We became friends and got to know each other. She was a girl with divorced parents from Milwaukee. Her mom and dad split up with her mom going to L.A. and her dad coming here. Ann was with her mom at first until her dad fought for joint custody. Then Ann went to her dad who put her into Catholic school. The family moved across town so Ann had to transfer schools. Her dad got remarried and she had a stepsister, Emily and a stepbrother, Jerome. Emily was nice enough, a wise, sly kid but Jerome was a massive pain. In middle school, he and Dunlin tied for being the most obnoxious person I knew at that time. He would pick on me any chance he got. He did it less as he got older but he was always an annoying punk, just less of one with every year that went by.
Ann grew taller and more beautiful. She got less and less shy and when we got into high school, she actually had more friends than I did by the end of freshman year. Ann also dabbled in art and video games and was surprisingly good at robotics. I never pegged Ann for a gearhead but her days, weeks, months of slaving over a bunch of computer parts in an oil-stained Ridgemont High T-shirt paid off. She got second place in the school’s robotics competition in her sophomore year. The trophy was put on a shelf over her bed in her room and Emily was overjoyed about it. Even Jerome was a bit happy, despite the fact that he rolled his eyes as he said his congrats.
One night during our junior year, Ann got the idea to pull a prank on Jerome. She knew that he would always go out of the house to smoke a cigarette just before he would take his car and drive to a pool hall in Stallwood. She wanted to spray paint his car and mess with it. I’d be doing the tagging while she would deal with the technical aspects. I initially refused, not because I liked Jerome but because I was actually having a good, drama-free year and the last thing I needed was an angry Jerome Hallis wanting my blood.
Ann said “Come on, Parker. He’s going to be madder at me than you. What’s the harm?”
I replied “Exactly, Ann. I couldn’t live with myself if Jerome went over the edge and hurt you. You know how he gets with that stupid classic of his. He practically worships the thing.”
Ann responded with a scoff before she said “Look, Parker, I’m going to do this with or without you so you might as well join in. Think of it as payback for all the stuff he’s done to you over the years.”
We headed out to Jerome’s car, parked down the street from Ann’s house on Thursday night. It was just before 7 and the streetlights were all on, albeit dim. Ann had her tools with her while I carried a can of purple spray paint in the pocket of my hoodie. I spray painted “Pitiful loser” and “Psycho” on the doors of the car while Ann tampered with the engine and other controls in the car. She slammed the hood shut and I spray painted “Creep” on it.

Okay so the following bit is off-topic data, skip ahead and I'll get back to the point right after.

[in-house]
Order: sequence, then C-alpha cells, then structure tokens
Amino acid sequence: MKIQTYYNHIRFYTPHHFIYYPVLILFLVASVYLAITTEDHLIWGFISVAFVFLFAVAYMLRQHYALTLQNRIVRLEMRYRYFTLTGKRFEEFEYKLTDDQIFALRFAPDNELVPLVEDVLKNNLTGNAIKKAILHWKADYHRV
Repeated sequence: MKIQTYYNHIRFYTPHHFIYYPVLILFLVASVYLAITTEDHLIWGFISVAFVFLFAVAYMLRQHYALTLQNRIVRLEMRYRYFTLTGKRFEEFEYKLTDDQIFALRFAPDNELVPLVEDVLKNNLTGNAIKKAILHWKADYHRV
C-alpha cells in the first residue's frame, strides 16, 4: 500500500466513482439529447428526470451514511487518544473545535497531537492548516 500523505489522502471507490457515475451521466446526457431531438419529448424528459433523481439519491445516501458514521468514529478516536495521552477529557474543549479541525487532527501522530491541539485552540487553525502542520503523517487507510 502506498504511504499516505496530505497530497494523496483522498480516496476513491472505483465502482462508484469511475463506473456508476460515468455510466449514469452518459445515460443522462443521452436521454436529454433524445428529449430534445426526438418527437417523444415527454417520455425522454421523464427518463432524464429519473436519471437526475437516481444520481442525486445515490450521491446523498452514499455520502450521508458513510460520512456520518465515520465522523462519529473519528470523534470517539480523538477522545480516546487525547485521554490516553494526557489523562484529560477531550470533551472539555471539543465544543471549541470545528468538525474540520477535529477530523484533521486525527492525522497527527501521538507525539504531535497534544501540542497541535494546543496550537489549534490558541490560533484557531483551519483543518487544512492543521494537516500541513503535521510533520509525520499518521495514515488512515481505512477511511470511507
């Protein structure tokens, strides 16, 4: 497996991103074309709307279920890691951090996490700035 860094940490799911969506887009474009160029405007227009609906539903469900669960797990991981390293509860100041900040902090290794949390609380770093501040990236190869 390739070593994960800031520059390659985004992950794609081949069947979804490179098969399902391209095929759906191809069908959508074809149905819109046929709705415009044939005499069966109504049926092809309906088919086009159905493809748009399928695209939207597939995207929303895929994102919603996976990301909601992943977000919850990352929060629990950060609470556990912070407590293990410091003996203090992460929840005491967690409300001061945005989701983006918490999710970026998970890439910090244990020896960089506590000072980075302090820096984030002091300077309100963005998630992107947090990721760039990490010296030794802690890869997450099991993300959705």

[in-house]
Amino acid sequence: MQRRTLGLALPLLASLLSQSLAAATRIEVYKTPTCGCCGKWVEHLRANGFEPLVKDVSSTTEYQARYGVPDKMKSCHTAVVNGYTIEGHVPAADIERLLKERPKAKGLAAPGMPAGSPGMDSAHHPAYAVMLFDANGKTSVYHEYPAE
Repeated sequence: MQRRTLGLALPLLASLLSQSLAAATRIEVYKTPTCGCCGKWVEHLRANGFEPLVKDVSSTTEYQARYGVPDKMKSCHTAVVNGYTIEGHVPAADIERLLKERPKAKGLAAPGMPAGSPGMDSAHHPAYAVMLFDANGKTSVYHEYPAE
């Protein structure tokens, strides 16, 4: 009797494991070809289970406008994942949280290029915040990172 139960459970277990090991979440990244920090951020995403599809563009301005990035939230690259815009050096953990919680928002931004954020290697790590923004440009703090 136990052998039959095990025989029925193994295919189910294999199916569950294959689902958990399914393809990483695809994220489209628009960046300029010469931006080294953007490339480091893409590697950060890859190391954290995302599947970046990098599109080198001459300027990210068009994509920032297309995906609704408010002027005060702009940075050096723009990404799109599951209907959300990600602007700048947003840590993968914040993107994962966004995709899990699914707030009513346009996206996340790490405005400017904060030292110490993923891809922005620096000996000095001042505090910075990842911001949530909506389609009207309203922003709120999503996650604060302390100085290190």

Ann turned around and saw Jerome coming out of the house.
She whispered “Hide!” and we crouched down, running to a nearby bush. I hid behind one while Ann hid behind another and we crouched, looking to see what Jerome would do. He did exactly what we expected him to. He then continued on towards his car but stopped in shock when he noticed our work or at least mine.
He stomped his foot on the ground and swore.
Jerome said “I bet those little punks from Stallwood did this! When I get my hands on them…” before he went into the car and tried to start the engine.
The engine stubbornly stalled for ten or twenty seconds before it started with a loud rumble. That was when the trouble started with the windshield wipers coming on and the radio playing “Amish Paradise” by Weird Al. He growled and slammed his fists on the steering wheel which only made the loud, screeching horn come on. It was a good thing we put earplugs on or else it might have damaged our eardrums. Jerome got out of the car and paced the sidewalk as we quickly decided to take our exit.
We ran down the street as Jerome noticed us.
Jerome shouted “Parker! Ann! You two are so going to pay for this!” as we quickly turned down the corner and ran towards my house.
It wasn’t egging Jeff Dunlin’s house but it was good enough for us.